October 14, 2010
Getting to Five: New Biography of Justice Brennan (NB the $2.05 price differential on Amazon for pBook-Kindle eBook editons)
Some, well really who wouldn't say, as Chuck Leddy does that "William Brennan was probably the most liberal US Supreme Court justice in the post-World War II era." See Leddy's Christian Science Monitor review of Seth Stern and Stephen Wermiel's long in the making and likely to be viewed for now as the definitive biography of this very influential jurist: Justice Brennan: Liberal Champion (Houghton Mifflin Harcourt, Oct. 4, 2010). [Link to book's website]
In Getting to Five, (New York Times Sunday Book Review, Oct 8, 2010), Dahlia Litwick writes:
The burning question has always been whether Brennan’s influence on the Warren court — which engendered a revolution that has yet to be fully reversed all these years later — was as dramatic and outsized as we’ve been led to believe. In “The Brethren,” Bob Woodward and Scott Armstrong described Brennan glad-handing and horse-trading his way to one victory after another, a depiction Brennan resented for portraying him as the archetypal “Irish ward boss.”
In the decades since, Brennan has come to be seen as an epic strategist and deal-maker who coordinated many of the Warren court’s major decisions behind the scenes. Where this book truly soars is in its account of Brennan’s skills at — as he always described it to his clerks — getting to five: finding a way to string together five fractious votes for some new principle or doctrine, or seeding some future principle or doctrine between the lines. It’s clear from this biography that what Brennan did wasn’t alchemy, even when it wasn’t always perfectly principled. He emerges as so carefully attuned to the concerns and passions of his colleagues that he was able, time after time, to draft opinions, or help them draft opinions, in ways that could achieve five votes.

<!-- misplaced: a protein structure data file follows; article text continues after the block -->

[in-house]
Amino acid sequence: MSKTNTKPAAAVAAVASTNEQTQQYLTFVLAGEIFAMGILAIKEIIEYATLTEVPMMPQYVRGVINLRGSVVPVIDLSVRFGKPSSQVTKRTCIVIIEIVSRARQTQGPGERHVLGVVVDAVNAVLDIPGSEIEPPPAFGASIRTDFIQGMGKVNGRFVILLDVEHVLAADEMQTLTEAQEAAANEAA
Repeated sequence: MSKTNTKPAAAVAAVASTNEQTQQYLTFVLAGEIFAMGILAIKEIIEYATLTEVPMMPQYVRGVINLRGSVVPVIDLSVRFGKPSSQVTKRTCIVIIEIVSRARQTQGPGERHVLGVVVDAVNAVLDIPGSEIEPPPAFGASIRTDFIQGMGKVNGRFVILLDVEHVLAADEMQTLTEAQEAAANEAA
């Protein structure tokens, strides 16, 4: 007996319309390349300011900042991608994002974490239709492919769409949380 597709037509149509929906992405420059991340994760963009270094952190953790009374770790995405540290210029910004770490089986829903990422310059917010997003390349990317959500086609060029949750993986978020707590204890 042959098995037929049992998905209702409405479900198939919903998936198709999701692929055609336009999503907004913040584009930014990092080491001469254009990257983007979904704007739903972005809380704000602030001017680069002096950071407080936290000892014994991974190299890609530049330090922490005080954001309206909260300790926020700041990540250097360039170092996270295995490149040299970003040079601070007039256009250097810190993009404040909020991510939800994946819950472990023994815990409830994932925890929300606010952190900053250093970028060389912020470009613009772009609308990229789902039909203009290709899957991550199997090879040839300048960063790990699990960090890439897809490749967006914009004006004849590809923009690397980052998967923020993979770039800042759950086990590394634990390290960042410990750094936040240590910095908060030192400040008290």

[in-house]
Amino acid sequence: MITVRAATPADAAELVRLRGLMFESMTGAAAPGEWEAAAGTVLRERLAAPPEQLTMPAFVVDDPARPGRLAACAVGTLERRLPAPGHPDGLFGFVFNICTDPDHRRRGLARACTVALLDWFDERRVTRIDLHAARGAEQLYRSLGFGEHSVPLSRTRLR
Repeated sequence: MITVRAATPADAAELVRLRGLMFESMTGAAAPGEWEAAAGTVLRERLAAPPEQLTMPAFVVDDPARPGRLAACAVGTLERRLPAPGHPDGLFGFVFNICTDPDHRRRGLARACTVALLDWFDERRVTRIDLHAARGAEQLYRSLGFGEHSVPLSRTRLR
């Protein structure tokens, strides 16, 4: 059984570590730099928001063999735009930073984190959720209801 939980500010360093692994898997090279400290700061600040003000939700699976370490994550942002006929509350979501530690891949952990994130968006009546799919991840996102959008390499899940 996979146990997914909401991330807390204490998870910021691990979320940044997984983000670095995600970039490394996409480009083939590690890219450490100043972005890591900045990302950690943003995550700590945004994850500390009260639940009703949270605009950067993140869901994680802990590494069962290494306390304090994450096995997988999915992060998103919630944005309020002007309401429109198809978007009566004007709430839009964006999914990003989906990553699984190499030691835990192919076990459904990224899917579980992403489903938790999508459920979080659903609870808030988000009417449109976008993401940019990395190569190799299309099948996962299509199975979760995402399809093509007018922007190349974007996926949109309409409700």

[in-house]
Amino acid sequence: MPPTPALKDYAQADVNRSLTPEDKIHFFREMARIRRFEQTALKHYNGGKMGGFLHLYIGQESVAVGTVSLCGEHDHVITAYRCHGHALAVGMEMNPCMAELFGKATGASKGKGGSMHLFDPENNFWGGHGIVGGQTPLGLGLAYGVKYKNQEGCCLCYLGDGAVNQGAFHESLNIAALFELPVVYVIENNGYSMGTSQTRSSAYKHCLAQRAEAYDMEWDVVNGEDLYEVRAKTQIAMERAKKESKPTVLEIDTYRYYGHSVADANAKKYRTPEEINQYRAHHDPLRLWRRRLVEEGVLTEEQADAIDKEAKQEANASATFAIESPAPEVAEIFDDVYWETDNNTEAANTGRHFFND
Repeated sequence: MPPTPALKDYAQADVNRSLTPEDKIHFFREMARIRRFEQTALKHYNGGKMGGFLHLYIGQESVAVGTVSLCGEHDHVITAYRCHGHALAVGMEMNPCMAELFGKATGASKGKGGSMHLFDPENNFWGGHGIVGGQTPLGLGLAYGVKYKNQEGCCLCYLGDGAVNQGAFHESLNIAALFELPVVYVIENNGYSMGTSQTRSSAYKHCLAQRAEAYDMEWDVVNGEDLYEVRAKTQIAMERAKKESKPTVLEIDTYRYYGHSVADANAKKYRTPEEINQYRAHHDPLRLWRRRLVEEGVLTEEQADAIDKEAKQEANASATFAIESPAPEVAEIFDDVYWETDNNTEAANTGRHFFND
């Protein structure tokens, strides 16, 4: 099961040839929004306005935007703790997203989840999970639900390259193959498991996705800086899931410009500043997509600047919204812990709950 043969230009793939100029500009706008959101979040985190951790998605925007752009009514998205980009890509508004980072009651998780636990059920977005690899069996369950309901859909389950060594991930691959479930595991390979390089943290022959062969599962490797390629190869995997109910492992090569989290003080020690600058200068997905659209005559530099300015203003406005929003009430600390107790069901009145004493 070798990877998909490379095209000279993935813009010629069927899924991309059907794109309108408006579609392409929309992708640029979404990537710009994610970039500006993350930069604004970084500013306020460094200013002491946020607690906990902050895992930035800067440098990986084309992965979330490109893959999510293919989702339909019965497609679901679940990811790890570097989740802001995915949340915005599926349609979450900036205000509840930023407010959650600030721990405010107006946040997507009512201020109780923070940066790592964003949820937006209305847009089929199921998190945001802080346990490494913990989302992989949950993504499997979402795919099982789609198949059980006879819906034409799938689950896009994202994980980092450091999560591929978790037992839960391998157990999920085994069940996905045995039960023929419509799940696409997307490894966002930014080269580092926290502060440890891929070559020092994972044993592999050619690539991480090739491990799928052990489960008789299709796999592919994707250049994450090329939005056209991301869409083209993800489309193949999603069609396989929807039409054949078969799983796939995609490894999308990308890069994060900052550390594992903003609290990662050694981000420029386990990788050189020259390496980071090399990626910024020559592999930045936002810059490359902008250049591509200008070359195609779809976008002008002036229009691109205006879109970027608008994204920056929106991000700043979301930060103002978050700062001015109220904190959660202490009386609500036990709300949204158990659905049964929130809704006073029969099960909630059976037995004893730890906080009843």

Stern and Wermiel's work focuses on Justice Brennan's thirty-four-year tenure on the Supreme Court (1956-90), meaning very little attention is paid to his life before SCOTUS. The biography may be hampered by the fact that Wermeil, who had unprecedented access starting in 1986 by way of interviews with Brennan and his papers, put aside his unfinished notes in the late 1990s, meaning Justice Brennan, who died in 1997, never saw even a draft of the biography. Finally in 2006, Wermiel recruited HLS grad and CQ reporter Seth Stern to "rescue the project" as Adam Liptak writes in Brennan Book, Many Years in Making. The biography was mostly written by Stern based on Wermeil's notes and is being well received by book reviewers in the media.
pBook-Kindle eBook Pricing: If you check Amazon volunteer reviews, negative reviews appear for this title because some folks are upset with the pricing for the Kindle edition. Print list price is $35.00, pBook Amazon price is $20.47. Kindle price is $18.42. For more on this emerging development, see Julie Brosman's recent New York Times article, 2 E-Books Cost More Than Amazon Hardcovers. [JH]